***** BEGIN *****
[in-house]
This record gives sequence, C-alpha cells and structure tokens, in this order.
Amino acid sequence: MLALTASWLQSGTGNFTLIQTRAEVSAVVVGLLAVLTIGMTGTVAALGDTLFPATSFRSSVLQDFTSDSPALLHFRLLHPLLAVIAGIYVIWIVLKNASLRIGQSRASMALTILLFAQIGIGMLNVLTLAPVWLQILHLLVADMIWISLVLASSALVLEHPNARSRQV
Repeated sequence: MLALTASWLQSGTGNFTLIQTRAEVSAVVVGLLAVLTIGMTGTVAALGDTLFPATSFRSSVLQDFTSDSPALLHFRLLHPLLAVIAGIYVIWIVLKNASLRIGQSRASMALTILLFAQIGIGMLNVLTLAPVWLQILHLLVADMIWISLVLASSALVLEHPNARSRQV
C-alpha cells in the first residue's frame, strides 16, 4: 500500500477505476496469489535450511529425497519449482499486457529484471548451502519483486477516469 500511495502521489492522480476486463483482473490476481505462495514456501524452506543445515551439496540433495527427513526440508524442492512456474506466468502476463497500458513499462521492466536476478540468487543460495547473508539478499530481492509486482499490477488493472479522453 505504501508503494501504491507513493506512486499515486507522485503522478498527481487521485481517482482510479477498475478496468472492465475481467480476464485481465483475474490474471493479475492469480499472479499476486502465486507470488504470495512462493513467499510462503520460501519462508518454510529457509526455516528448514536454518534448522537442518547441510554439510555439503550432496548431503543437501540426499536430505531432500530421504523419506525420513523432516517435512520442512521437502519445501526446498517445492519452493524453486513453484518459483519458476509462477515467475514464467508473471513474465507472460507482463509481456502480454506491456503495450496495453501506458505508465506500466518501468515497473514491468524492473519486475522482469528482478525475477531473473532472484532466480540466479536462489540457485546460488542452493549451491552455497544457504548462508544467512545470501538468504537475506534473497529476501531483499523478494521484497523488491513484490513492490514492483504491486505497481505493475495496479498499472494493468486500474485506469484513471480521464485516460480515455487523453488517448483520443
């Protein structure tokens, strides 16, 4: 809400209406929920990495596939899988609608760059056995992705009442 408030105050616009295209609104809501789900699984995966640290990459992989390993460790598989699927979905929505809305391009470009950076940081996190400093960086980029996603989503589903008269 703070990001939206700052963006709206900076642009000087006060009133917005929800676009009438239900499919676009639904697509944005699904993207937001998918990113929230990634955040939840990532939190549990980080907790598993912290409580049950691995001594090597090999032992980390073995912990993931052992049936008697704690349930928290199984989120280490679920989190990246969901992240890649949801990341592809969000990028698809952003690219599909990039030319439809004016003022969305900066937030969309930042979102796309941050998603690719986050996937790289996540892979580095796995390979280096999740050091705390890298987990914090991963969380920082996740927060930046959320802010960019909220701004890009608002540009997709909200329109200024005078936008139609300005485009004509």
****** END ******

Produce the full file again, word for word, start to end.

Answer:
[in-house]
This record gives sequence, C-alpha cells and structure tokens, in this order.
Amino acid sequence: MLALTASWLQSGTGNFTLIQTRAEVSAVVVGLLAVLTIGMTGTVAALGDTLFPATSFRSSVLQDFTSDSPALLHFRLLHPLLAVIAGIYVIWIVLKNASLRIGQSRASMALTILLFAQIGIGMLNVLTLAPVWLQILHLLVADMIWISLVLASSALVLEHPNARSRQV
Repeated sequence: MLALTASWLQSGTGNFTLIQTRAEVSAVVVGLLAVLTIGMTGTVAALGDTLFPATSFRSSVLQDFTSDSPALLHFRLLHPLLAVIAGIYVIWIVLKNASLRIGQSRASMALTILLFAQIGIGMLNVLTLAPVWLQILHLLVADMIWISLVLASSALVLEHPNARSRQV
C-alpha cells in the first residue's frame, strides 16, 4: 500500500477505476496469489535450511529425497519449482499486457529484471548451502519483486477516469 500511495502521489492522480476486463483482473490476481505462495514456501524452506543445515551439496540433495527427513526440508524442492512456474506466468502476463497500458513499462521492466536476478540468487543460495547473508539478499530481492509486482499490477488493472479522453 505504501508503494501504491507513493506512486499515486507522485503522478498527481487521485481517482482510479477498475478496468472492465475481467480476464485481465483475474490474471493479475492469480499472479499476486502465486507470488504470495512462493513467499510462503520460501519462508518454510529457509526455516528448514536454518534448522537442518547441510554439510555439503550432496548431503543437501540426499536430505531432500530421504523419506525420513523432516517435512520442512521437502519445501526446498517445492519452493524453486513453484518459483519458476509462477515467475514464467508473471513474465507472460507482463509481456502480454506491456503495450496495453501506458505508465506500466518501468515497473514491468524492473519486475522482469528482478525475477531473473532472484532466480540466479536462489540457485546460488542452493549451491552455497544457504548462508544467512545470501538468504537475506534473497529476501531483499523478494521484497523488491513484490513492490514492483504491486505497481505493475495496479498499472494493468486500474485506469484513471480521464485516460480515455487523453488517448483520443
């Protein structure tokens, strides 16, 4: 809400209406929920990495596939899988609608760059056995992705009442 408030105050616009295209609104809501789900699984995966640290990459992989390993460790598989699927979905929505809305391009470009950076940081996190400093960086980029996603989503589903008269 703070990001939206700052963006709206900076642009000087006060009133917005929800676009009438239900499919676009639904697509944005699904993207937001998918990113929230990634955040939840990532939190549990980080907790598993912290409580049950691995001594090597090999032992980390073995912990993931052992049936008697704690349930928290199984989120280490679920989190990246969901992240890649949801990341592809969000990028698809952003690219599909990039030319439809004016003022969305900066937030969309930042979102796309941050998603690719986050996937790289996540892979580095796995390979280096999740050091705390890298987990914090991963969380920082996740927060930046959320802010960019909220701004890009608002540009997709909200329109200024005078936008139609300005485009004509």